As a cautionary measure, religiously follow the dosage as prescribed based on the age, body mass and conditions of the patient. In fact, medicines and medicinal products containing minimal chemical composition or prescribed in small dosages are usually more potent.

Go easy on home treatment.

When treating conditions like common cold, cough and others in the homey way, be certain about the right dose, child’s allergy and the potency of the mixtures. Also, be on the watch out for interactions. Don’t get stuck in the myth that natural medicines can’t be overdosed. Seek expert’s advise before administering herbs, honey, spices and others to younger children.  Natural stuffs can be harmful too.

Don’t treat a similar symptom with a previous medication

A combination of symptoms usually leads to the diagnosis of diseases. Parents should beware of giving a sibling’s medicines to a sick child simply because a symptom seems similar. Child A’s cough may be an allergic reaction while child B’s may be a signal to respiratory disease. Feeding child B the drugs of child A will not cure the condition but aggravate it. Also, many children’s medicines are age based and not suitable for their siblings. Don’t be caught unawares!

Be sure of what you are preventing

Prevention is better than cure goes the age-long proverb. Mothers are sometimes caught up in the act of feeding a child certain medicines as a preventive measure to counter the possibility of contacting diseases from siblings and peers. This could be a disservice to the immune system of the body as it is more likely to build up resistance to the drugs.

 

If you are bent on boosting a child’s immune system, do so by ensuring good nutrition, eliminate exposure to germs and infections and inculcate good hygiene in the children.

Check and recheck

As a parent, endeavor to check the expiry dates of medicines before administering them to your children. Don’t rely on the pharmacist’s check. Some drugs like reconstituted antibiotics may not expire but needed to be disposed because they are meant to be used within a time frame. The doctors may not have the time to explain everything. Leaflets are meant to be read for better understanding of the medicinal products.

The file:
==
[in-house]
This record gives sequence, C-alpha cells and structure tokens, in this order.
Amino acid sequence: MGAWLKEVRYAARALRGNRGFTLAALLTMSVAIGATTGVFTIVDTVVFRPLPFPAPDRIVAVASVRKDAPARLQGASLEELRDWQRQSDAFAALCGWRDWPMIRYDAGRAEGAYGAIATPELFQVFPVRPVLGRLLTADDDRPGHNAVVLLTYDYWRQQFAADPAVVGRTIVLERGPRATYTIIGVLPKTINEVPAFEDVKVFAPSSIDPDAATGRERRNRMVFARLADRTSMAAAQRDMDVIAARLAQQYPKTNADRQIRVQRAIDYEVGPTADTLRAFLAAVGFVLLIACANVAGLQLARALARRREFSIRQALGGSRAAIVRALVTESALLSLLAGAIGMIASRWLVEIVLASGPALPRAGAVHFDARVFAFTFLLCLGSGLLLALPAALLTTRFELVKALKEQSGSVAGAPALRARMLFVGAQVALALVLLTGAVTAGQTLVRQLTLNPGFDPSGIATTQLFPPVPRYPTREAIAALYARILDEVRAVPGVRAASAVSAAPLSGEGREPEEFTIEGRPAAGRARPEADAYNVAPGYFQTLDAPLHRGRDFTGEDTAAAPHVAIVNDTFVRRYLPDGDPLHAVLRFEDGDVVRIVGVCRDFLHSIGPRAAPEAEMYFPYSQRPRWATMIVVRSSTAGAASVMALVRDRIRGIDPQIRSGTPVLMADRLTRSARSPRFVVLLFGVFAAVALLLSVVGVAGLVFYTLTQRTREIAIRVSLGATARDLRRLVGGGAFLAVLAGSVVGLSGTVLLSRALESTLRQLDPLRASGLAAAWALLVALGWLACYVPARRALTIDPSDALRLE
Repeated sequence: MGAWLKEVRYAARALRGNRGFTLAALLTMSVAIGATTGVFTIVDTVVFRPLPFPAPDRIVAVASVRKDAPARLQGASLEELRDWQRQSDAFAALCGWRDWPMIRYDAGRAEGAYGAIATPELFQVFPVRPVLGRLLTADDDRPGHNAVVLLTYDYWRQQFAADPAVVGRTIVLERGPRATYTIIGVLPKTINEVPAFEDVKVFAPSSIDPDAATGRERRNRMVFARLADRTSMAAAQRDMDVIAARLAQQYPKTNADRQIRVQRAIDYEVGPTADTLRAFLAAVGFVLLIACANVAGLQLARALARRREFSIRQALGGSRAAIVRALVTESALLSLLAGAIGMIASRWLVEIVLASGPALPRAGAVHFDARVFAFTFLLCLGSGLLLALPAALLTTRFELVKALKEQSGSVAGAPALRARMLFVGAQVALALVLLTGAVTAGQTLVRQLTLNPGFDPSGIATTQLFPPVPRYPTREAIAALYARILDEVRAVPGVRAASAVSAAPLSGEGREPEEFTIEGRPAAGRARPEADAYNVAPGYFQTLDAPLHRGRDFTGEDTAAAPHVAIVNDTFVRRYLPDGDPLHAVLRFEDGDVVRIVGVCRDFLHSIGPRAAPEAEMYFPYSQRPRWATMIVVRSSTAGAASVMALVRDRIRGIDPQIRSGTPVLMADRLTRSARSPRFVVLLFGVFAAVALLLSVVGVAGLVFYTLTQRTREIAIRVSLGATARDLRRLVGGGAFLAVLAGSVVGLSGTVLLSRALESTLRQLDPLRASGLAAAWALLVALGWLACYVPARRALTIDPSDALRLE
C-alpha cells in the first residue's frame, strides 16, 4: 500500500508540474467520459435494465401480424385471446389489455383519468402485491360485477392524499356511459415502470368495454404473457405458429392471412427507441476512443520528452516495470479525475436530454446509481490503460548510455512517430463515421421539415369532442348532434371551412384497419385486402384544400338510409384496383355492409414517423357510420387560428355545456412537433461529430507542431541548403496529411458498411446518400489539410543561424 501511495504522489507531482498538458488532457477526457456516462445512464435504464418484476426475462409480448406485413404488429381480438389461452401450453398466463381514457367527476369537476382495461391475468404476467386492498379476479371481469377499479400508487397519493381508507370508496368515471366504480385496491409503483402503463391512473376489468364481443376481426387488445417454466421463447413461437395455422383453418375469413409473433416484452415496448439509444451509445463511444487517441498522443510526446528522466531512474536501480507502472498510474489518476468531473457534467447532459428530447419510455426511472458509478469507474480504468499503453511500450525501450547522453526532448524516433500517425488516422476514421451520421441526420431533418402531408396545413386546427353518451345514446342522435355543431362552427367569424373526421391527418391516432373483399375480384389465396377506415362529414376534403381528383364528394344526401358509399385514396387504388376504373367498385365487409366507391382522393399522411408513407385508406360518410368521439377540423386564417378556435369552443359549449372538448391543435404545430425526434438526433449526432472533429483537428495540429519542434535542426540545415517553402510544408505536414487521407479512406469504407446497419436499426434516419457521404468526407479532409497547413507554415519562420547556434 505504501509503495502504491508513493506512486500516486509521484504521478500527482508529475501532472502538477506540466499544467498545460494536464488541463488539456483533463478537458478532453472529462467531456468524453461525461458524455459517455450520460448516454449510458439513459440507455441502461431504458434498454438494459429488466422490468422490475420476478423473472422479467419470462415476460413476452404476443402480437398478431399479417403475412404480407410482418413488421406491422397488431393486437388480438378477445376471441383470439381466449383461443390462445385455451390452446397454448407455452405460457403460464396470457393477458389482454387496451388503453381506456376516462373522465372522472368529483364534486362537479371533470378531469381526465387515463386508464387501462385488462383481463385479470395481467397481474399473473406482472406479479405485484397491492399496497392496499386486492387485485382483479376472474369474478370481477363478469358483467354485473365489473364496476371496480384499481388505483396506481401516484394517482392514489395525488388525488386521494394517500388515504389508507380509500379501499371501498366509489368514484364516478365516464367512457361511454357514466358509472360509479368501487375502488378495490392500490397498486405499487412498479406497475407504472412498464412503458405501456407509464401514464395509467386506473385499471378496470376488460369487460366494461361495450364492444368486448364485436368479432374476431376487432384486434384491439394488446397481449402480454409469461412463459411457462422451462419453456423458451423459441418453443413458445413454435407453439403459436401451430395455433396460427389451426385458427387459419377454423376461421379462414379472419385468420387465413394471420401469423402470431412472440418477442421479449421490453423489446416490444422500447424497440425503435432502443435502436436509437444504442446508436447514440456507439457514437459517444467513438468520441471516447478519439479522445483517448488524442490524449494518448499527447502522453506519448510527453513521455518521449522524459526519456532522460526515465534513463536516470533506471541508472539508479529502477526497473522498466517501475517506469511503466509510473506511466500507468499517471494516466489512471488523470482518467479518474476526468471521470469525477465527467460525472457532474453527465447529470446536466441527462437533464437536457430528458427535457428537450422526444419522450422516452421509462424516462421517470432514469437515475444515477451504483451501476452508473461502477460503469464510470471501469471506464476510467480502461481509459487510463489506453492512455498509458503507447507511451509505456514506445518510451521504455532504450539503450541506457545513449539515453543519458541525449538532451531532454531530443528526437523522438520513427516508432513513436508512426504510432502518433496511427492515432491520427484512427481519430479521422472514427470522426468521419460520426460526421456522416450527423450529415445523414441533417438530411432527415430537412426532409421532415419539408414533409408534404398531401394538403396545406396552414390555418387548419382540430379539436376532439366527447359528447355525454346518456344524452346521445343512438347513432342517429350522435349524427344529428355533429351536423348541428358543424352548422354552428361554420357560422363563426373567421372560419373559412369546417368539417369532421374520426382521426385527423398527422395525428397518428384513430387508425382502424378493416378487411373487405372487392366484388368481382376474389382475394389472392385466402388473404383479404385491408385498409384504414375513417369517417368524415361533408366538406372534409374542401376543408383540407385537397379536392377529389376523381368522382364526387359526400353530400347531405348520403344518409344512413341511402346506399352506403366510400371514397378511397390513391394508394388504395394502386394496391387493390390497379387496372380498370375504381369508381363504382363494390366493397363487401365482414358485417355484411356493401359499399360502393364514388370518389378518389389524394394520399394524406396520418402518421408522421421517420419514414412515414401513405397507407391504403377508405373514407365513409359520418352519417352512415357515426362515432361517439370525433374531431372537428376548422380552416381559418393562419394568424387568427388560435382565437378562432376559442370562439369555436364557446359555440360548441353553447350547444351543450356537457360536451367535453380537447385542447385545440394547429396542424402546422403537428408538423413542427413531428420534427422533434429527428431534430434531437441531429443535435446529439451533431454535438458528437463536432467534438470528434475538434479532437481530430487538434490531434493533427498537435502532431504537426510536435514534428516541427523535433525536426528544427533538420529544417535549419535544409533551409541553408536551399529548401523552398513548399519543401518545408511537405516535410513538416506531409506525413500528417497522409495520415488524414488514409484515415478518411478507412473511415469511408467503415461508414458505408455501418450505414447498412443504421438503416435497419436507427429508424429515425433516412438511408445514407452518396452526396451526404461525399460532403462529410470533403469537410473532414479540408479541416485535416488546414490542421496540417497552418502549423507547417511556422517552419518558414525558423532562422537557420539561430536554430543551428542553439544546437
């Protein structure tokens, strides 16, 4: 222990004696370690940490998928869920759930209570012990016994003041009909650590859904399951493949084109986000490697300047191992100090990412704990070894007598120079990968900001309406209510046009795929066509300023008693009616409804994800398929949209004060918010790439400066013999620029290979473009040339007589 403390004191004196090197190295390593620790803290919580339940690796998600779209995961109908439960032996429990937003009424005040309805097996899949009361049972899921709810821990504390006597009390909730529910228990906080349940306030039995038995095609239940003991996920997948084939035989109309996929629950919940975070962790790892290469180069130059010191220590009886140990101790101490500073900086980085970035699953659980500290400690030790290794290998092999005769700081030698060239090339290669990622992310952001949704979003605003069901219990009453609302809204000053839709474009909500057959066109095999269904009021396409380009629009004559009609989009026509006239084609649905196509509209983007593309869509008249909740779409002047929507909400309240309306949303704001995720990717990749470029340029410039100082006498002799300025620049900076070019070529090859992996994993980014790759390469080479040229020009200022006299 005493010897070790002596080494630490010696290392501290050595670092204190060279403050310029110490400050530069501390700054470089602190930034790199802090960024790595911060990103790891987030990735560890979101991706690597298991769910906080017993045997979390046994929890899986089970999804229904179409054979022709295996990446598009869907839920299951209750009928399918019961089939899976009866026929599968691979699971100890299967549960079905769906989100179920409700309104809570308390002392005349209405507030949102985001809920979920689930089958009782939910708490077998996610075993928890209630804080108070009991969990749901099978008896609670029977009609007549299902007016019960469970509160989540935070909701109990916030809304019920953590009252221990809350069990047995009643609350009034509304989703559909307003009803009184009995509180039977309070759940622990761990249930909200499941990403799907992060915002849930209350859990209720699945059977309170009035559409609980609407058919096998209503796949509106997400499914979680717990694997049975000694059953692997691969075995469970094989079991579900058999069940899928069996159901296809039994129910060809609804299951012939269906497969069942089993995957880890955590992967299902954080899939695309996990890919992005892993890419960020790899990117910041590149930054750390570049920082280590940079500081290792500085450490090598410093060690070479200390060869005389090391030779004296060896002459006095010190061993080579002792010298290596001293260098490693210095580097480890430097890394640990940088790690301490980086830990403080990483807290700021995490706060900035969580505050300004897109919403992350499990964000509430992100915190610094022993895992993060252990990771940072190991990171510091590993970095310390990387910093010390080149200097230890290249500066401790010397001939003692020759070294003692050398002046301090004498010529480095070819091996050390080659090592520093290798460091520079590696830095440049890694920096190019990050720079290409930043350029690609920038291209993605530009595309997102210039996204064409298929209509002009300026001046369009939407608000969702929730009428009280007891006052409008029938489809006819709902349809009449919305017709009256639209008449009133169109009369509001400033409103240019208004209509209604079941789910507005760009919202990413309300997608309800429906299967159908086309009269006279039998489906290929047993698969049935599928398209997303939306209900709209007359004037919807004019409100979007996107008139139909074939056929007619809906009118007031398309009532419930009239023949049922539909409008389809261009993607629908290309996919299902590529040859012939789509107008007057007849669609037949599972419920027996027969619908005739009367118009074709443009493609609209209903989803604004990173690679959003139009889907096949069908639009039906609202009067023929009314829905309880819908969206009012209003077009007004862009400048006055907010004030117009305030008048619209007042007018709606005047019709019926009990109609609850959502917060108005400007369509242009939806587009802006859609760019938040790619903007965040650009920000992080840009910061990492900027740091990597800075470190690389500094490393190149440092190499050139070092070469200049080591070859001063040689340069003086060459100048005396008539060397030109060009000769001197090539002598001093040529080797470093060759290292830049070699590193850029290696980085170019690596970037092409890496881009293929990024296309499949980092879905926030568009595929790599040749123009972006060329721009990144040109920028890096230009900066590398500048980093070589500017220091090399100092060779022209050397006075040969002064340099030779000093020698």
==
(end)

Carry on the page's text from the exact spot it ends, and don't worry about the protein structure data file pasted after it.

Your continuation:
If possible, taste the syrup before feeding it to your babies. Observe any change in the color and smell of medicines. Don’t be in a hurry to feed them something you wouldn’t be caught dead swallowing.

Be decisive on the course of treatment.

If you’re going herbal, stay herbal, don’t let your child wash down a tablet with an herbal tea. Combining medications of same indications and effects deprives you of knowing which is actually effective. It could have an undesirable consequence and put the child at the risk of overdose. Have enough patience to observe which and what medication cures or alleviates a condition.

Beware of drug traces reaching the baby

As mildly reactional as certain drugs claim to be, they could find their traces to the breast milk even when not orally consumed. Doctors have confirmed that some suppositories administered as painkillers on the mother’s rectum after caesarean section could affect the breastfed newborn. The signals are excessive calmness of the baby; even when injected and too much sleep.

 

Also certain medications like piroxycam gel administered on the skin finds its way to the bloodstream and may have adverse effect on the fetus. Let the doctor know your pregnancy status and either or not you are breastfeeding so as to ascertain which medicine is more suitable.

Get informed

To guard against drug abuse and being harmed by a medication, get relevant information from the doctor issuing the prescription; ask him questions as regards your child’s treatment options, the side effects as well as the right method of administration. Read leaflets of medicines to discover important information the doctor or pharmacist did not mention. Not all drugs needs to be shaken before use, just as some drugs are too time sensitive to miss a dosage

Be safety conscious

As a safety measure, keep all medicines and medicinal products out of children’s reach. Though some children detest the taste and smell of medicines, some flavored, colorful and shapely ones are too tempting to be ignored. You will be avoiding many harms when you properly dispose used syringes, drips and expired drugs. Be on the safer side.